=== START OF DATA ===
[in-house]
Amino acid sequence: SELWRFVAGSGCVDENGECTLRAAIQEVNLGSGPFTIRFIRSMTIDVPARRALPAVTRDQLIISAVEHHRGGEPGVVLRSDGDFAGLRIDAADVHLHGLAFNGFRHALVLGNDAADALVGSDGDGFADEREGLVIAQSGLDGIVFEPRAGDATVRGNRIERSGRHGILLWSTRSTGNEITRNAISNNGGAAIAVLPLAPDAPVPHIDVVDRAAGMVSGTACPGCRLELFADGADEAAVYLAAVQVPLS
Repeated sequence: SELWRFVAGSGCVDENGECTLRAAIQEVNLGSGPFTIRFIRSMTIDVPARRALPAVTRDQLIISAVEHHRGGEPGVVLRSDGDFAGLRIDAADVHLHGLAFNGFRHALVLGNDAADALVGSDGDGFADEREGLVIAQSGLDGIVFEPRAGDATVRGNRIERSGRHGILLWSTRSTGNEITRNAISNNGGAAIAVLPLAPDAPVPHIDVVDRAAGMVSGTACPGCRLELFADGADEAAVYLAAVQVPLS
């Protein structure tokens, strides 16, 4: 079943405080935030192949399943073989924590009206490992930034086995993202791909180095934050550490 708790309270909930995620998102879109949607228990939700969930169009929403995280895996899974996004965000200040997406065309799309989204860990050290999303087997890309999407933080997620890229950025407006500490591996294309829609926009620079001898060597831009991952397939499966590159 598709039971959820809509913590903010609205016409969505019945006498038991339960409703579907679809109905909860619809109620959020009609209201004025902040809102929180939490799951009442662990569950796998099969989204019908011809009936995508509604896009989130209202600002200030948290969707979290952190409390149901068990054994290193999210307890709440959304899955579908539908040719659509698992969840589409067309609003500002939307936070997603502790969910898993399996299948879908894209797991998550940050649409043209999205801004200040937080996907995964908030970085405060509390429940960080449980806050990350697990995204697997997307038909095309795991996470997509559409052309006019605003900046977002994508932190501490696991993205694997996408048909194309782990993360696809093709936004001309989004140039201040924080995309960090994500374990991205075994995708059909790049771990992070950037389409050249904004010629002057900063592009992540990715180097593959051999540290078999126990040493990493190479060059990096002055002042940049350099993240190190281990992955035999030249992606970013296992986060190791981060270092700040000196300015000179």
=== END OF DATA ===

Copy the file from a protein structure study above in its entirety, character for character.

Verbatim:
[in-house]
Amino acid sequence: SELWRFVAGSGCVDENGECTLRAAIQEVNLGSGPFTIRFIRSMTIDVPARRALPAVTRDQLIISAVEHHRGGEPGVVLRSDGDFAGLRIDAADVHLHGLAFNGFRHALVLGNDAADALVGSDGDGFADEREGLVIAQSGLDGIVFEPRAGDATVRGNRIERSGRHGILLWSTRSTGNEITRNAISNNGGAAIAVLPLAPDAPVPHIDVVDRAAGMVSGTACPGCRLELFADGADEAAVYLAAVQVPLS
Repeated sequence: SELWRFVAGSGCVDENGECTLRAAIQEVNLGSGPFTIRFIRSMTIDVPARRALPAVTRDQLIISAVEHHRGGEPGVVLRSDGDFAGLRIDAADVHLHGLAFNGFRHALVLGNDAADALVGSDGDGFADEREGLVIAQSGLDGIVFEPRAGDATVRGNRIERSGRHGILLWSTRSTGNEITRNAISNNGGAAIAVLPLAPDAPVPHIDVVDRAAGMVSGTACPGCRLELFADGADEAAVYLAAVQVPLS
């Protein structure tokens, strides 16, 4: 079943405080935030192949399943073989924590009206490992930034086995993202791909180095934050550490 708790309270909930995620998102879109949607228990939700969930169009929403995280895996899974996004965000200040997406065309799309989204860990050290999303087997890309999407933080997620890229950025407006500490591996294309829609926009620079001898060597831009991952397939499966590159 598709039971959820809509913590903010609205016409969505019945006498038991339960409703579907679809109905909860619809109620959020009609209201004025902040809102929180939490799951009442662990569950796998099969989204019908011809009936995508509604896009989130209202600002200030948290969707979290952190409390149901068990054994290193999210307890709440959304899955579908539908040719659509698992969840589409067309609003500002939307936070997603502790969910898993399996299948879908894209797991998550940050649409043209999205801004200040937080996907995964908030970085405060509390429940960080449980806050990350697990995204697997997307038909095309795991996470997509559409052309006019605003900046977002994508932190501490696991993205694997996408048909194309782990993360696809093709936004001309989004140039201040924080995309960090994500374990991205075994995708059909790049771990992070950037389409050249904004010629002057900063592009992540990715180097593959051999540290078999126990040493990493190479060059990096002055002042940049350099993240190190281990992955035999030249992606970013296992986060190791981060270092700040000196300015000179």